Tuesday, January 13, 2015



Sant Iago - Miraculous Myths, Fantastic Fables, and the Golden Legend - or "Will the real Santiago please reveal himself!"

Recently I put a post on Facebook listing the numerous places in Europe that claimed to have a relic of St James the Greater.  Santiago wasn't the first town to claim a relic of Saint James - various relics had been around for almost 300 hundred years before he was identified in Spain.

So far I have been able to find three bodies and fifteen heads, two pieces of heads, a number of arms, hands, fingers and other limbs.  I expected to be challenged with denials or disbelief.  But, there has been nothing like that and not one of the 30 or so people who have replied have shown any surprise or contradiction.  

One person wrote, “I don't know about you, but I'm walking to enjoy the spirit of Santiago, and most importantly the Spirit of Christ, whom he loved & served. I'm not walking for random relics or body parts. Just saying. But the research is interesting.” 

Perhaps this reflects what the majority of pilgrims feel about the Camino and about Sant Iago’s relics.  If people don’t know and don’t care, or feel that they do know and still don’t care about the relics being genuine or not, perhaps it is time for the present custodians of the Santiago cathedral to announce to the world that they too have accepted that the legend about the martyred apostle, killer of thousands on two continents is just that, a legend.  What is the point of touting the medieval legend in the 21st century?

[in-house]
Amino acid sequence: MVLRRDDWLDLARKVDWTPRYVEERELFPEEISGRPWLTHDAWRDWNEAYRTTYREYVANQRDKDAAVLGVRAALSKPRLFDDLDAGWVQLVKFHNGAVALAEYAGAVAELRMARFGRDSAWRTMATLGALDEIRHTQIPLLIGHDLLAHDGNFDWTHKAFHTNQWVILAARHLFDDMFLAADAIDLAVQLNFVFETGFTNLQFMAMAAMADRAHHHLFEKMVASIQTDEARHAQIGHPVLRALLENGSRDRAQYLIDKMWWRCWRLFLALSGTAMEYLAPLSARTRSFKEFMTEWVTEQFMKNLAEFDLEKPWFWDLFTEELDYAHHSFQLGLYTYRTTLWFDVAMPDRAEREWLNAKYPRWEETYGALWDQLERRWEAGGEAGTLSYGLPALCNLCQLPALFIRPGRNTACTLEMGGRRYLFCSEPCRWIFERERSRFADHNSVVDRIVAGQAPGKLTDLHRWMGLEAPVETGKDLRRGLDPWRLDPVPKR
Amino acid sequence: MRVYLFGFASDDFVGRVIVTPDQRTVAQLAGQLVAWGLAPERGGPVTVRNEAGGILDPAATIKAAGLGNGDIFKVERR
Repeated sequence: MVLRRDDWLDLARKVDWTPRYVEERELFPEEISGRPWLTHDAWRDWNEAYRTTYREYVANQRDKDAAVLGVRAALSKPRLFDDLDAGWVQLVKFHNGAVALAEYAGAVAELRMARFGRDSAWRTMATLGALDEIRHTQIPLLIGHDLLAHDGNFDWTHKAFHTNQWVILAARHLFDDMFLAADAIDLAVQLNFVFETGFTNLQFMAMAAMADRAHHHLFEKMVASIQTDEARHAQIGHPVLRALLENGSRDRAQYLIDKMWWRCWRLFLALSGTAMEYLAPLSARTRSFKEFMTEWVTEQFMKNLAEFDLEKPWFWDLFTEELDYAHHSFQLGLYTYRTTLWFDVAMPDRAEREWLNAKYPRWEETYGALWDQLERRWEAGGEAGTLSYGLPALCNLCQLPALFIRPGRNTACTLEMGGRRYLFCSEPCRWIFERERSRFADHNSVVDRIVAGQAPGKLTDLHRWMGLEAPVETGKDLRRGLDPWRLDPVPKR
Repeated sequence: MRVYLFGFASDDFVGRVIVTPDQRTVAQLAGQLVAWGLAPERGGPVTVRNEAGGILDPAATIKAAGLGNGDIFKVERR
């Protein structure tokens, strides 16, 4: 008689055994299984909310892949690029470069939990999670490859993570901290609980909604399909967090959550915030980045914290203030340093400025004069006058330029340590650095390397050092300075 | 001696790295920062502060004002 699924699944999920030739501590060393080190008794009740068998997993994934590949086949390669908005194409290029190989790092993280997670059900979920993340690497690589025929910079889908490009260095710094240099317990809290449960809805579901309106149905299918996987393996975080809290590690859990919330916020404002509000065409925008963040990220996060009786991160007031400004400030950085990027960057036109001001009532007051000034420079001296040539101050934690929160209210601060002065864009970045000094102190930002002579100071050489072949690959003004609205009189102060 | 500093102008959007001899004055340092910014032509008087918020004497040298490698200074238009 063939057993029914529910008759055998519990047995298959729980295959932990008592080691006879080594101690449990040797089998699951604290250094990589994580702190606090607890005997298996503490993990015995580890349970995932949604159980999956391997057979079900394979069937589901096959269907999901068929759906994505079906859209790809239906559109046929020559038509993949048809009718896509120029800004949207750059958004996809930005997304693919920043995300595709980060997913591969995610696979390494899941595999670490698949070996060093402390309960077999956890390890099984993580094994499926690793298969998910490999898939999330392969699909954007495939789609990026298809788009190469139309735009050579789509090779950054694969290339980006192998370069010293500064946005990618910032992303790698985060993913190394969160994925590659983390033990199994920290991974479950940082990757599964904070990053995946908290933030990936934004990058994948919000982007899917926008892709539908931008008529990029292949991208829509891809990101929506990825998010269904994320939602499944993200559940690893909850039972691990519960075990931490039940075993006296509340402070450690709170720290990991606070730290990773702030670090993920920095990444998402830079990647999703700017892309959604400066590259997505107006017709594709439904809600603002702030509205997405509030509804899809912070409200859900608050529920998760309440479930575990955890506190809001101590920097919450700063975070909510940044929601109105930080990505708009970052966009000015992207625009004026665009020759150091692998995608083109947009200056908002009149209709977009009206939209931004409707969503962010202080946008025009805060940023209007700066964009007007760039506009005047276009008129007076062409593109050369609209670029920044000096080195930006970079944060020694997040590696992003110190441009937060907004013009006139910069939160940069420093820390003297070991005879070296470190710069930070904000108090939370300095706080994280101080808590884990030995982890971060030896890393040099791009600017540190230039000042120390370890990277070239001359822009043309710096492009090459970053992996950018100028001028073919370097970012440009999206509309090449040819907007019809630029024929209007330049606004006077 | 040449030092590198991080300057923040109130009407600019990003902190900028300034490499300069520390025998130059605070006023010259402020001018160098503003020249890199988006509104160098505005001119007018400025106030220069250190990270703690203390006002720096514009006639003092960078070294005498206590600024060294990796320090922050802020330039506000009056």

It wasn’t this generation of Santiago church leaders who propagated the legend, or the one that turned the simple fisherman, Apostle of Christ, into an avenging killer, first as a Moor slayer (seen at over 45 battles) and then as an Indian slayer when they took him to the New World.  Ironically, in Peru, the locals turned the iconography of the warrior saint into a killer of Spaniards.

 Santiago as a Moorslayer
 Santiago Mataindianos
Santiago MataEspanois
Santiago Peregrino 

In Spain it is the Moorslayer who they named as their Patron Saint - not the gentle pilgrim we see in stained glass or statues along the Camino.  They, like their medieval counterparts, have perpetuated the myth through the centuries about the apostle Yaakov ben Zebedee’s remains being interred in the cathedral named after him in Compostela and that this is Santiago the Moor Slayer.  What have they got to lose by telling the truth?   I doubt the pilgrim numbers will go down!

The spirit of Saint James the Greater will always be in Santiago de Compostela.  We don’t need a casket containing a collection of unidentified bones to draw us there.  All around the world there are thousands of churches named for Jesus.  None can claim to have a bodily relic but millions of people worship in these churches because His spirit lives there.